Reynolds News was a radical weekly newspaper published from 1850-1967. Founded by prolific popular author and Chartist G.M.W. Reynolds, the paper later passed from family ownership to the National Co-operative Press. It changed its name several times, ending up as The Sunday Citizen. Find out more about Reynolds News, its name changes, and the story of the set at Bradford University on the collection web page.
Reynolds News is significant for historians because it offers an alternative to papers of record, such as The Times. It was politically radical and aimed at working class readers. Contents were often sensational, featuring plenty of glamour, sex, crime, and sport, alongside thoughtful pieces about politics and ideas. Well-known authors and thinkers contributed, notably J.B. Priestley, who wrote over fifty articles and book reviews for the paper.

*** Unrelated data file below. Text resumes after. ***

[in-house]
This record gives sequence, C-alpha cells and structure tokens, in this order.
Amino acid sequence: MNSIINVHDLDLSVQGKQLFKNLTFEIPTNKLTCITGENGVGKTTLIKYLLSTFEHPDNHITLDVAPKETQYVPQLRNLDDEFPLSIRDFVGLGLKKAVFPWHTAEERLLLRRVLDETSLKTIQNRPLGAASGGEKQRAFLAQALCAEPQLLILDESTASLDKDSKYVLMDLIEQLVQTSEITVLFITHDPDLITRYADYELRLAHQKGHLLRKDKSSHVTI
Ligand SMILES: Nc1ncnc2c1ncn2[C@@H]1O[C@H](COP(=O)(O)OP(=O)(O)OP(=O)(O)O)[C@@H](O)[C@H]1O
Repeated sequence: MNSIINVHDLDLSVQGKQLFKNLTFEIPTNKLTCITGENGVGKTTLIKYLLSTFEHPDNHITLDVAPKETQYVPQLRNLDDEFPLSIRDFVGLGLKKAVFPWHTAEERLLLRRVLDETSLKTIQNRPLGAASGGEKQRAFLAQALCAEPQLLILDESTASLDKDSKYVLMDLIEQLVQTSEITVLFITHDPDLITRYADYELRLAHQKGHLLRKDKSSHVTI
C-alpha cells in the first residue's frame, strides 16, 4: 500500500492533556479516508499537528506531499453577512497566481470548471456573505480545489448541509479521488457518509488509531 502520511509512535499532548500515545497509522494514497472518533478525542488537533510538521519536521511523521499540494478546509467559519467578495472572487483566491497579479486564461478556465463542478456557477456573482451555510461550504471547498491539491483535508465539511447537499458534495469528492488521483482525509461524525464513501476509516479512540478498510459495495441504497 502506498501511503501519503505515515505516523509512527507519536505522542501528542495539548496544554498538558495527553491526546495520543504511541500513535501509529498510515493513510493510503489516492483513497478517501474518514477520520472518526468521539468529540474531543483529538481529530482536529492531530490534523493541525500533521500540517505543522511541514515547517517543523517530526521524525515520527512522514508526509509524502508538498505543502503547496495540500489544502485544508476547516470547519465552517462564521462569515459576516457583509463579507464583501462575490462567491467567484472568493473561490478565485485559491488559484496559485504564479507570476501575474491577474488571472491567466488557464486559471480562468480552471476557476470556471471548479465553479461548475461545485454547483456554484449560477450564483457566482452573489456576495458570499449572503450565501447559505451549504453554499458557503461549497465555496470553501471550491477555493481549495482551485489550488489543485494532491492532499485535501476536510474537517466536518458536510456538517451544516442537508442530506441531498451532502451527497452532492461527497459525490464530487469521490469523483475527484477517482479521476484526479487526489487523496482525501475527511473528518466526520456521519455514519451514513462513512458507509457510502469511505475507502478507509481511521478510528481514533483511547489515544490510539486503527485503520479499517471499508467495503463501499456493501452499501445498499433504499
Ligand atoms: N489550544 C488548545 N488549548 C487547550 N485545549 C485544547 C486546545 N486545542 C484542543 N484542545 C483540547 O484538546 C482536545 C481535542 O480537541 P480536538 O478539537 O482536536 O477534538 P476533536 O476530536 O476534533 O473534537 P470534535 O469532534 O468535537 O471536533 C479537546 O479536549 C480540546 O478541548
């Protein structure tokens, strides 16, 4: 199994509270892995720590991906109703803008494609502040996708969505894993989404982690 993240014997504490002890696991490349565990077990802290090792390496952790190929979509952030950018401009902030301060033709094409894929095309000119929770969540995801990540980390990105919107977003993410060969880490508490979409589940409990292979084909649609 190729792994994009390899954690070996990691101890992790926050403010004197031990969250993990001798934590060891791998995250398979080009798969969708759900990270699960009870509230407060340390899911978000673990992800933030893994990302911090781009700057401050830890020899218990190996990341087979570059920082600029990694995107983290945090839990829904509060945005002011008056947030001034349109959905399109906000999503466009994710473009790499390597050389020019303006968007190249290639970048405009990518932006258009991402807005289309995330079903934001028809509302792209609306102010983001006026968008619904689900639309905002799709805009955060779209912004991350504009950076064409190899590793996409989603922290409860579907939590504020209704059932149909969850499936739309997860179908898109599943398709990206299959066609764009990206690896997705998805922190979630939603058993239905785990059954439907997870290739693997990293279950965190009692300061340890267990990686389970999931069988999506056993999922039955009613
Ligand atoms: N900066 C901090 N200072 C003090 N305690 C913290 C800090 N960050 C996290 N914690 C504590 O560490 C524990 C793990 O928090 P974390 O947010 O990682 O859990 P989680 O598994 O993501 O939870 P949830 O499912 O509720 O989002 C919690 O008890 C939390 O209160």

Unfortunately, as usual with historic newspapers, our set is in very poor condition. Even the conserved volumes cannot stand much handling. This is frustrating because the rich and relatively underused content cannot be easily shared with readers. Furthermore, the paper is not indexed. We are delighted that the British Library digitised the 19th century volumes of Reynolds in its British Newspapers programme, making them searchable and really usable for the first time in their long lives.